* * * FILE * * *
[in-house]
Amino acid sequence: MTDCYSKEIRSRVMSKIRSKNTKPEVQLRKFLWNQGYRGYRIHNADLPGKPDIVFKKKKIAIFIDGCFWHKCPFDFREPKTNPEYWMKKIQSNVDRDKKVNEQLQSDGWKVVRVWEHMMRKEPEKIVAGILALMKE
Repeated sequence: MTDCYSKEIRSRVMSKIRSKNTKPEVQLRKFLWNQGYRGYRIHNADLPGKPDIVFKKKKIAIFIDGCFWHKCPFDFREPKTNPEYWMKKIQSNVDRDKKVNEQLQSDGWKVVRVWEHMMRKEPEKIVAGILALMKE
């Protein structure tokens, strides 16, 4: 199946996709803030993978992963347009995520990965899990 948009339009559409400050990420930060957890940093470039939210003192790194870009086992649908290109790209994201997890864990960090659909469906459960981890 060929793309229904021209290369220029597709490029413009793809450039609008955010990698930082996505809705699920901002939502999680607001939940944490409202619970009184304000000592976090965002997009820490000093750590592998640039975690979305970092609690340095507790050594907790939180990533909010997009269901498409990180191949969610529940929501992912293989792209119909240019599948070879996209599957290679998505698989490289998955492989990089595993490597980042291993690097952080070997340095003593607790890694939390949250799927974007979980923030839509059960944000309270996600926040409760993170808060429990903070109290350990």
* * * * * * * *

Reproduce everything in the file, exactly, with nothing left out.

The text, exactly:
[in-house]
Amino acid sequence: MTDCYSKEIRSRVMSKIRSKNTKPEVQLRKFLWNQGYRGYRIHNADLPGKPDIVFKKKKIAIFIDGCFWHKCPFDFREPKTNPEYWMKKIQSNVDRDKKVNEQLQSDGWKVVRVWEHMMRKEPEKIVAGILALMKE
Repeated sequence: MTDCYSKEIRSRVMSKIRSKNTKPEVQLRKFLWNQGYRGYRIHNADLPGKPDIVFKKKKIAIFIDGCFWHKCPFDFREPKTNPEYWMKKIQSNVDRDKKVNEQLQSDGWKVVRVWEHMMRKEPEKIVAGILALMKE
């Protein structure tokens, strides 16, 4: 199946996709803030993978992963347009995520990965899990 948009339009559409400050990420930060957890940093470039939210003192790194870009086992649908290109790209994201997890864990960090659909469906459960981890 060929793309229904021209290369220029597709490029413009793809450039609008955010990698930082996505809705699920901002939502999680607001939940944490409202619970009184304000000592976090965002997009820490000093750590592998640039975690979305970092609690340095507790050594907790939180990533909010997009269901498409990180191949969610529940929501992912293989792209119909240019599948070879996209599957290679998505698989490289998955492989990089595993490597980042291993690097952080070997340095003593607790890694939390949250799927974007979980923030839509059960944000309270996600926040409760993170808060429990903070109290350990």